# I.A.

### This page is dedicated in IA

## IA (Internal Assessment)

**Analysis and Approaches SL**

**Criterion
A: (Presentation)**

This criterion is all about the looks of your investigation, how well its parts are connected to each other, its flow and generally how easily is followed by peers' audience.

The keywords students should pay attention at are the following:

**Organization**:
You can demonstrate organization by having an introduction, a main body and
conclusion.

**Coherence**: It
is when all parts of your investigation link to each other in a natural order to
meet your aim.

**Concise**: It
is when you move straight to the purpose of your IA without presenting any
parts where the flow is lost.

**Action plan**

Starting your IA, make sure you provide the reader
with a nice introduction in which, if possible, you will be giving a **rationale**
(don't do it superficial) of why the topic was chosen. Your **aim** must be **clearly
stated**. One common mistake students tend to do is having an aim that is
rather vague. Having an "agenda" of aims is not helpful. Better stick it to one
or at most two aims both explicitly defined. Describing the process that will
be followed is not advised as it might lead to losing conciseness in your
paper.

Moving forward, make sure that all parts of your
exploration are connected to each other in a nice flow and **it doesn't seem
as if your are answering questions**. The **math** used throughout your IA
must be **relevant** in the direction of your aim. Having irrelevant math
might damage your coherence.

It is always a plus when you provide the reader
with some **background information** regarding your content. For example, if
you are working with GDP per capita make sure you spend one or two lines
explaining what this is. Always remember that your audience is not an
experienced teacher but an average IB student. Your exploration must be **easily
followed **by them. Neither your teacher nor the examiner.

Don't overdo it though. **Overexplaining can
damage** your flow and therefore your conciseness. Especially, don't overdo
it when it comes to explaining math that are already parts of your Syllabus.

For example there is no reason explaining what the arithmetic mean is or how the Pearson's correlation coefficient is classified based on its value.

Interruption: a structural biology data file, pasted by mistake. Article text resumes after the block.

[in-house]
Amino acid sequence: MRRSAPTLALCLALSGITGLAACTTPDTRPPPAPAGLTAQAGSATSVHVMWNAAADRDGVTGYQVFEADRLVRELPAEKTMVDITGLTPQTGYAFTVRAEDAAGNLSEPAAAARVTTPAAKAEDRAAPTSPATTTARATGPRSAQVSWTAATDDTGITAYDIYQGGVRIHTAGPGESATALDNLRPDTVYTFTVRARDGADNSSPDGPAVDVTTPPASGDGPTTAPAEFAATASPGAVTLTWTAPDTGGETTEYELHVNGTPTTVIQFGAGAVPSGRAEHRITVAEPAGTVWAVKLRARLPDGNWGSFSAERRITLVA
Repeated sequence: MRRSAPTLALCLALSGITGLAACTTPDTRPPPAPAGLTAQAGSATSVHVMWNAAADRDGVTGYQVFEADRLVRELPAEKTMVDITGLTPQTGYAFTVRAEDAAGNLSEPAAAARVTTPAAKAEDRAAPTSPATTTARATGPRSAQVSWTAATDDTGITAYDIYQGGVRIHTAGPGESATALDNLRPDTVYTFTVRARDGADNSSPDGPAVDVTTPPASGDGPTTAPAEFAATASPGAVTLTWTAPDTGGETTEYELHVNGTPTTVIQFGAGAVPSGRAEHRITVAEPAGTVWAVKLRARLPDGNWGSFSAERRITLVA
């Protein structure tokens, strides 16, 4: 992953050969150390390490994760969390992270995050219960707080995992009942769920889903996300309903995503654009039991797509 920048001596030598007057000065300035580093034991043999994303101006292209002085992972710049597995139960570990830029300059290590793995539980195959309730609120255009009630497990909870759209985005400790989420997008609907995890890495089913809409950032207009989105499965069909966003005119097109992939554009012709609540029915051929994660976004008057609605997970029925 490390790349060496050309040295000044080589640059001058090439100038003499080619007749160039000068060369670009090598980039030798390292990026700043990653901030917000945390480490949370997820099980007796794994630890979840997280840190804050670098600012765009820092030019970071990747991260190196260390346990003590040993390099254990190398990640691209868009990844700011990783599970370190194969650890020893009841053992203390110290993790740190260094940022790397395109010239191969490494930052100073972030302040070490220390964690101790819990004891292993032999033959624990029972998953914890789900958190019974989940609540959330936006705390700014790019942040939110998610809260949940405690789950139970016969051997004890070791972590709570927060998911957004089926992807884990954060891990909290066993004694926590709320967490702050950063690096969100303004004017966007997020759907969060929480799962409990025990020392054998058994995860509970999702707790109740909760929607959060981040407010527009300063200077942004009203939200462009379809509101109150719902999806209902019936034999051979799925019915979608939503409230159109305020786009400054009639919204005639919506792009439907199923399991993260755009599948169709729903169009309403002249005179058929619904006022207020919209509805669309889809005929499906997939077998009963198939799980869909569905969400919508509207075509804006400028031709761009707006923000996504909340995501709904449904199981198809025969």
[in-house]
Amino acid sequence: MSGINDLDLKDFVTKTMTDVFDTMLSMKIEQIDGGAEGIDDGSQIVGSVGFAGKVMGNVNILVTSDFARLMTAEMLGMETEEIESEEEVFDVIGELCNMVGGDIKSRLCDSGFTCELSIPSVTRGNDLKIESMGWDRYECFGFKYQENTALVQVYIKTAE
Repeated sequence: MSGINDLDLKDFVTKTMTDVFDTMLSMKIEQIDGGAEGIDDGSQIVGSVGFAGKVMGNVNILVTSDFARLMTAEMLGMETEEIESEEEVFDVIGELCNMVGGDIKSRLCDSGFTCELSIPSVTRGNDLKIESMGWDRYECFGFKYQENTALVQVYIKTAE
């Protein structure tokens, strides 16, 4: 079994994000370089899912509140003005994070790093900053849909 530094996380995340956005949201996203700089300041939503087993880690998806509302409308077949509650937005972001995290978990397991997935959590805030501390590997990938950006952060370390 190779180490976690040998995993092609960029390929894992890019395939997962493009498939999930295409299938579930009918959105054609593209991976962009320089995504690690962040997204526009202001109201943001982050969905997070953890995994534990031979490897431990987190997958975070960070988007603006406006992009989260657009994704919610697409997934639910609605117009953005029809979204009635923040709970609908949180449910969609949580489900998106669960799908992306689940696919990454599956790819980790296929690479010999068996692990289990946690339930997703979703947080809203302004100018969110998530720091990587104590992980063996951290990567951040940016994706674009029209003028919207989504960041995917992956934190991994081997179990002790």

Keep in mind that if the examiner recognizes some
organization **OR** some coherence you will surely get at least 2 out of 4,
while if both organization **AND** coherence are shown your grade will move
to 3 out of 4.

One of the hardest things in the IA is getting a 4 out of 4 in the presentation and this is because there are so many tricky ways to lose conciseness. Here is a list of do's and don'ts towards this direction:

Avoid long tables that would make the reader scroll down to continue reading. Better place them in the Appendix and keep just a part of it in your exploration's body

All figures and diagrams must be properly placed to support the context.

Tables should not break into more than one pages. In case that happens, you should put column titles in each one of the succeeding pages.

Avoid repeating the same processes, even if they have to do with different datasets.

Although 12 to 20 pages is rather a recommendation than an obligation, avoid writing an IA longer than that if possible.

**Conclusion**

By managing to keep a reasonable structure that includes an introduction, a main body, a conclusion, a clear aim and math that are relevant to your aim, you can score an easy 3.

**Criterion C (Engagement)**

**1 Choose a topic that you are passionate about**:

Choosing a topic that you are genuinely interested in, will allow you to approach the exploration with enthusiasm and creativity.

For example, if you enjoy sports, you could investigate the correlation between athletic ability and academic performance.

**2 ****Use a variety of statistical methods:**

Explorations that get the higher levels in this criterion, often use more than one statistical method. By using a variety of methods, you demonstrate a deeper understanding of statistics and its applications.

For example, you could use regression analysis, chi-square tests, or confidence intervals to analyze your data.

**3 ****Choose a topic that requires you to collect your own data**:

While it may be tempting to use existing second had data, using your own, will allow you to demonstrate independence and creativity.

For example, assuming that you wish to investigate the relationship between study habits and academic performance, you could survey a group of students (perhaps your peers) to determine their study habits (hours of studying per day, use of study aids like flashcards or notes) and correlate these habits with their grades.

**4 ****Show a good understanding of statistics outside the syllabus**:

To achieve the highest mark, you can demonstrate a good understanding of level of mathematics which although commensurate with the expected level of your course, they are taken from outside the syllabus.

An action towards this direction could involve using advanced statistical techniques or drawing on knowledge from other areas of mathematics.